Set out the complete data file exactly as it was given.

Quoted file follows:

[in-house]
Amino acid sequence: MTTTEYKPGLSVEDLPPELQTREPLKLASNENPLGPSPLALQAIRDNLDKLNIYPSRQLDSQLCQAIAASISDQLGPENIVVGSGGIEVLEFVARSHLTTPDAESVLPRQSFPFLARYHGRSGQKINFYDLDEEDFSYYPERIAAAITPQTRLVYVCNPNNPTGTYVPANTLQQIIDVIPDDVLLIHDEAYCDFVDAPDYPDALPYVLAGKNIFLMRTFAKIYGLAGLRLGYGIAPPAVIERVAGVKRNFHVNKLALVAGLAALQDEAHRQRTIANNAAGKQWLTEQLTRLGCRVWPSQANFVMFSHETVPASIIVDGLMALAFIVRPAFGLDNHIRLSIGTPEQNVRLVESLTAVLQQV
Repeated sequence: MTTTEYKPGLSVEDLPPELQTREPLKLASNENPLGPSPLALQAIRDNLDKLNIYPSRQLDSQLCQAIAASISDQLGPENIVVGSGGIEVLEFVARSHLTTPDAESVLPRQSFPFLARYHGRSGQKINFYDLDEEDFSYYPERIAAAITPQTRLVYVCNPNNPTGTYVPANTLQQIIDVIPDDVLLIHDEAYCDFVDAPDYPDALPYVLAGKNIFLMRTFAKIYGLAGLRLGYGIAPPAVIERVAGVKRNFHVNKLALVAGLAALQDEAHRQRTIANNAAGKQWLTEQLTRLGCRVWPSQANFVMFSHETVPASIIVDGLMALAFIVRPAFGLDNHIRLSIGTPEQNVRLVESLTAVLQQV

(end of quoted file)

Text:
[in-house]
Amino acid sequence: MTTTEYKPGLSVEDLPPELQTREPLKLASNENPLGPSPLALQAIRDNLDKLNIYPSRQLDSQLCQAIAASISDQLGPENIVVGSGGIEVLEFVARSHLTTPDAESVLPRQSFPFLARYHGRSGQKINFYDLDEEDFSYYPERIAAAITPQTRLVYVCNPNNPTGTYVPANTLQQIIDVIPDDVLLIHDEAYCDFVDAPDYPDALPYVLAGKNIFLMRTFAKIYGLAGLRLGYGIAPPAVIERVAGVKRNFHVNKLALVAGLAALQDEAHRQRTIANNAAGKQWLTEQLTRLGCRVWPSQANFVMFSHETVPASIIVDGLMALAFIVRPAFGLDNHIRLSIGTPEQNVRLVESLTAVLQQV
Repeated sequence: MTTTEYKPGLSVEDLPPELQTREPLKLASNENPLGPSPLALQAIRDNLDKLNIYPSRQLDSQLCQAIAASISDQLGPENIVVGSGGIEVLEFVARSHLTTPDAESVLPRQSFPFLARYHGRSGQKINFYDLDEEDFSYYPERIAAAITPQTRLVYVCNPNNPTGTYVPANTLQQIIDVIPDDVLLIHDEAYCDFVDAPDYPDALPYVLAGKNIFLMRTFAKIYGLAGLRLGYGIAPPAVIERVAGVKRNFHVNKLALVAGLAALQDEAHRQRTIANNAAGKQWLTEQLTRLGCRVWPSQANFVMFSHETVPASIIVDGLMALAFIVRPAFGLDNHIRLSIGTPEQNVRLVESLTAVLQQV